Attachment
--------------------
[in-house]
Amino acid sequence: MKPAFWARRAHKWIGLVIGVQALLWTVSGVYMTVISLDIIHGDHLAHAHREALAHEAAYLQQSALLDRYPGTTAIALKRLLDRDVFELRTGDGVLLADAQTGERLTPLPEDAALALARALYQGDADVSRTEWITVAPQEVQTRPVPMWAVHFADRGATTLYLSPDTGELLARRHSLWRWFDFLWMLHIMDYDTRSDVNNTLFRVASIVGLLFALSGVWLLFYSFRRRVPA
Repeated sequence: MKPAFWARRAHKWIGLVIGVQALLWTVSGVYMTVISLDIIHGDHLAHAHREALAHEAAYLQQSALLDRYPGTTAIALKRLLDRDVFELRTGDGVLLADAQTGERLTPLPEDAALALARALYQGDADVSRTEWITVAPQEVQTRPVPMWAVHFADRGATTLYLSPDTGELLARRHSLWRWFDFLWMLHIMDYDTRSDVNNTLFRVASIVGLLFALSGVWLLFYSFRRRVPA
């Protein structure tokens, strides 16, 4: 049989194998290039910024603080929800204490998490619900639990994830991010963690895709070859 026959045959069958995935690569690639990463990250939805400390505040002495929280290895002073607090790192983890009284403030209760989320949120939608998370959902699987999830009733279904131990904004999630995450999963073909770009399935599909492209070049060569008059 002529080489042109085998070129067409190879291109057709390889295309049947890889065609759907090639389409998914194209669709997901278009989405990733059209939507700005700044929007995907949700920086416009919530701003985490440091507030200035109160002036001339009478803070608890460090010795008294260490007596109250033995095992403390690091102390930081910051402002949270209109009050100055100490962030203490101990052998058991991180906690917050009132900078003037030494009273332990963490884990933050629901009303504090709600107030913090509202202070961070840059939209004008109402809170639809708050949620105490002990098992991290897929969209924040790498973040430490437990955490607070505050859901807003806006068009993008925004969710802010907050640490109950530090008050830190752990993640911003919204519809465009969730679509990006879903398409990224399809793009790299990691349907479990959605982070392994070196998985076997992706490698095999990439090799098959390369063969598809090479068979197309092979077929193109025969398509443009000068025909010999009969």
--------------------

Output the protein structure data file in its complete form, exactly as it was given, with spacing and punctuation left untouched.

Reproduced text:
[in-house]
Amino acid sequence: MKPAFWARRAHKWIGLVIGVQALLWTVSGVYMTVISLDIIHGDHLAHAHREALAHEAAYLQQSALLDRYPGTTAIALKRLLDRDVFELRTGDGVLLADAQTGERLTPLPEDAALALARALYQGDADVSRTEWITVAPQEVQTRPVPMWAVHFADRGATTLYLSPDTGELLARRHSLWRWFDFLWMLHIMDYDTRSDVNNTLFRVASIVGLLFALSGVWLLFYSFRRRVPA
Repeated sequence: MKPAFWARRAHKWIGLVIGVQALLWTVSGVYMTVISLDIIHGDHLAHAHREALAHEAAYLQQSALLDRYPGTTAIALKRLLDRDVFELRTGDGVLLADAQTGERLTPLPEDAALALARALYQGDADVSRTEWITVAPQEVQTRPVPMWAVHFADRGATTLYLSPDTGELLARRHSLWRWFDFLWMLHIMDYDTRSDVNNTLFRVASIVGLLFALSGVWLLFYSFRRRVPA
């Protein structure tokens, strides 16, 4: 049989194998290039910024603080929800204490998490619900639990994830991010963690895709070859 026959045959069958995935690569690639990463990250939805400390505040002495929280290895002073607090790192983890009284403030209760989320949120939608998370959902699987999830009733279904131990904004999630995450999963073909770009399935599909492209070049060569008059 002529080489042109085998070129067409190879291109057709390889295309049947890889065609759907090639389409998914194209669709997901278009989405990733059209939507700005700044929007995907949700920086416009919530701003985490440091507030200035109160002036001339009478803070608890460090010795008294260490007596109250033995095992403390690091102390930081910051402002949270209109009050100055100490962030203490101990052998058991991180906690917050009132900078003037030494009273332990963490884990933050629901009303504090709600107030913090509202202070961070840059939209004008109402809170639809708050949620105490002990098992991290897929969209924040790498973040430490437990955490607070505050859901807003806006068009993008925004969710802010907050640490109950530090008050830190752990993640911003919204519809465009969730679509990006879903398409990224399809793009790299990691349907479990959605982070392994070196998985076997992706490698095999990439090799098959390369063969598809090479068979197309092979077929193109025969398509443009000068025909010999009969």